Virgin Orbit will launch the first Dutch military satellite into orbit in mid-March. It is a so-called nanosatellite that is slightly larger than a carton of milk. Named after the first Dutch military aircraft, the Dutch Ministry of Defense enters the space domain with the Brik-II. The exact date of the launch has yet to be determined because it depends, among other things, on the weather and the availability of the airspace.
It is currently still an experimental project of the Royal Netherlands Air Force, but in time it should lead to its own capabilities, improving communication and observation capabilities. At the same time, it makes the Ministry of Defense less dependent, and therefore less vulnerable, on external parties. At the end of 2019 NATO already emphasized the importance of space, by declaring it an operational domain. The Ministry of Defense also recognizes the importance. Defense Vision 2035 states that the space domain is a necessary link in information-driven operations.
Goal of the experiment
The Brik-II satellite is a partnership of Defense, Dutch companies and knowledge institutes. Nanosatellites are cheaper than their traditional big brothers, but have a smaller capacity. So you need several, but at the same time this reduces the vulnerability of the system as a whole. An important goal of the Brik II is to demonstrate that nano-satellites can be relevant for (military) communication and information applications.
Delft-based Innovative Solutions in Space designed and built the Brik-II. The company also took care of the integration into the missile. The Royal Netherlands Aerospace Center (NLR) designed new technologies from the Brik II. In addition, 982 Squadron and the University of Oslo jointly designed and built sensors for the Brik-II satellite.
The launch was originally scheduled to take place in 2019. Designing and manufacturing a high-tech capability that cannot be bought out-of-the-box was more time consuming than expected. It turned out to be the sum of learning moments, adjustment and coordination processes and Corona limitations.
Named after De Brik
The name “Brik-II” symbolizes the development of the Dutch aerospace industry since 1913. In that year Marinus van Meel built “De Brik”. This was the 1st military aircraft of the then “Aviation Department” in Soesterberg.
Launch by Virgin Orbit
Currently scheduled to launch in 2021, Brik-II will fly as a rideshare payload on an upcoming Launcher One mission. Virgin Orbit is also working via their subsidiary, VOX Space, to add payloads to this mission from the U.S. Department of Defense’s (DOD) Space Test Program. With the U.S. government as a co-passenger, the mission represents an exciting opportunity for the Netherlands and the U.S. to jointly explore, develop and benefit from the next generation of space capabilities.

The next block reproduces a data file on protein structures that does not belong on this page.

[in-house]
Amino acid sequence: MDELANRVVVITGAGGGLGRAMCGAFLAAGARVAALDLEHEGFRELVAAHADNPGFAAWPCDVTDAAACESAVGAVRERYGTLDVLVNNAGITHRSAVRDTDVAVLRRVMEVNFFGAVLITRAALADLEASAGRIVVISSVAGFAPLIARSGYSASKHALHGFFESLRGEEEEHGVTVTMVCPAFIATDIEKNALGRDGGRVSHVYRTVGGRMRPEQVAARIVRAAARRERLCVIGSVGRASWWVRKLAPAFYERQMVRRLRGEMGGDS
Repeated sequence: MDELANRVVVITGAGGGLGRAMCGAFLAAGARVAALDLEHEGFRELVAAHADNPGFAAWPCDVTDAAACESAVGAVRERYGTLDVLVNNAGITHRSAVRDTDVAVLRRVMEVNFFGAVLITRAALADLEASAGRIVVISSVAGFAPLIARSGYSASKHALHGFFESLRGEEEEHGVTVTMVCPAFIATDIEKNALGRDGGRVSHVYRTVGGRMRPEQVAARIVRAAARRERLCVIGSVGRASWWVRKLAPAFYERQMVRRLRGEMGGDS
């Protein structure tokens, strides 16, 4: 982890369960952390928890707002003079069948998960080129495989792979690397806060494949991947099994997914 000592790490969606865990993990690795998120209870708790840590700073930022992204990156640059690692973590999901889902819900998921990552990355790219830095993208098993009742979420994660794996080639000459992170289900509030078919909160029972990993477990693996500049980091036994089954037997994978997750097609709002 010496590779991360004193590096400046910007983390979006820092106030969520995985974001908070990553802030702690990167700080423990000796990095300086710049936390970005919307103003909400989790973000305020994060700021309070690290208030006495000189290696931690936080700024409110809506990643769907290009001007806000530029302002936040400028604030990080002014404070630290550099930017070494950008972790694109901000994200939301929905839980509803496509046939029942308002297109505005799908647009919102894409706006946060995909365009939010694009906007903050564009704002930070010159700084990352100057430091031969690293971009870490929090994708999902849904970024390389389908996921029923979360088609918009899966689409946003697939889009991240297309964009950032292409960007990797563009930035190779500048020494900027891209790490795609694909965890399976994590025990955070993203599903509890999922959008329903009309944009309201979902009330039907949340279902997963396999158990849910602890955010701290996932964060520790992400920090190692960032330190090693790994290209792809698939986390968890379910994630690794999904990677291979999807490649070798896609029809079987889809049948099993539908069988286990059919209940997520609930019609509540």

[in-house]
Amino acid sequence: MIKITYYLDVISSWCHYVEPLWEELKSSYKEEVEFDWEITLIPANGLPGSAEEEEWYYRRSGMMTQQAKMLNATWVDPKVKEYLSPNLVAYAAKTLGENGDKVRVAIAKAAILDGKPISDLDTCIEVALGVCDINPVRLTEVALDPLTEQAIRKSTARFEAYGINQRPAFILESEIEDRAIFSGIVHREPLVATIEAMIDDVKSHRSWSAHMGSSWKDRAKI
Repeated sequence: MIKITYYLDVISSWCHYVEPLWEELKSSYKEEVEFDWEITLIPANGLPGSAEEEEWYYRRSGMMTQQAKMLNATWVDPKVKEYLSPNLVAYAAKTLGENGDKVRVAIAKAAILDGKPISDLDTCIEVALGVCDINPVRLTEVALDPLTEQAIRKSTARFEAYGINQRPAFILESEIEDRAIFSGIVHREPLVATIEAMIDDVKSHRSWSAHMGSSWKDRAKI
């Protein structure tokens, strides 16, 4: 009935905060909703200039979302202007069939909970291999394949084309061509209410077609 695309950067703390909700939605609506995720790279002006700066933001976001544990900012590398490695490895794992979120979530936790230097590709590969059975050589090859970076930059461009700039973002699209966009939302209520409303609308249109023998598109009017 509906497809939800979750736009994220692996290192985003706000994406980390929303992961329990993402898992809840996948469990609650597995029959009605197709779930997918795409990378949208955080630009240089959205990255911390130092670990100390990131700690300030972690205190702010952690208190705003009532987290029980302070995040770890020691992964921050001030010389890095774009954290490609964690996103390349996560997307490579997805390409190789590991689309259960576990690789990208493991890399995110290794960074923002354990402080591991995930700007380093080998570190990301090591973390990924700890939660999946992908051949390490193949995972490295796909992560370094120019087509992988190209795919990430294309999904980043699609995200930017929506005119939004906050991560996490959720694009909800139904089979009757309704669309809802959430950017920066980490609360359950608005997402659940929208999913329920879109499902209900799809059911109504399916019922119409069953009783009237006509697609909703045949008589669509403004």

As part of the Netherlands’ broader plan to pursue a responsive space capability, RNLAF, Virgin Orbit and ISIS will pursue a demonstration of “late-load” integration, mating the payload to the rocket shortly prior to launch. This exercise will prove critical in pioneering the payload processing capabilities required to execute responsive launch. Following this exercise, Virgin Orbit and RNLAF will analyze the results and document them in a future whitepaper to be shared with other allied partners.
Virgin Orbit will conduct this mission from Mojave Air and Space Port in California.
“Being able to launch our very first satellite is a major milestone for the RNLAF and the Dutch joint force as a whole. We are on a pathway to developing space capabilities as part of a yet to be released MoD Space Strategy. As set out in our latest Defense White Paper, we would like to develop our Joint ISR capabilities in space alongside our allies and partners,” said RNLAF commander Lt. Gen Dennis Luyt. “Being able to share this major milestone with Virgin Orbit’s development of responsive launch capability is second to none. We feel privileged to take this step and look forward to what the future has to offer.”
“We’re so honored to be supporting the RNLAF by providing this first launch, and we’re looking forward to seeing the Netherlands and the U.S. find mutual benefit from leveraging our uniquely flexible and mobile launch system. I can already foresee the day when we will take off from a runway on Dutch soil and deliver RNLAF satellites to space directly. LauncherOne’s unique air launch capability is filling a gap for government space missions — mobility and responsiveness are sorely needed to disincentivize aggression in space at a time when we rely more and more on a threatened space infrastructure,” said Virgin Orbit CEO Dan Hart.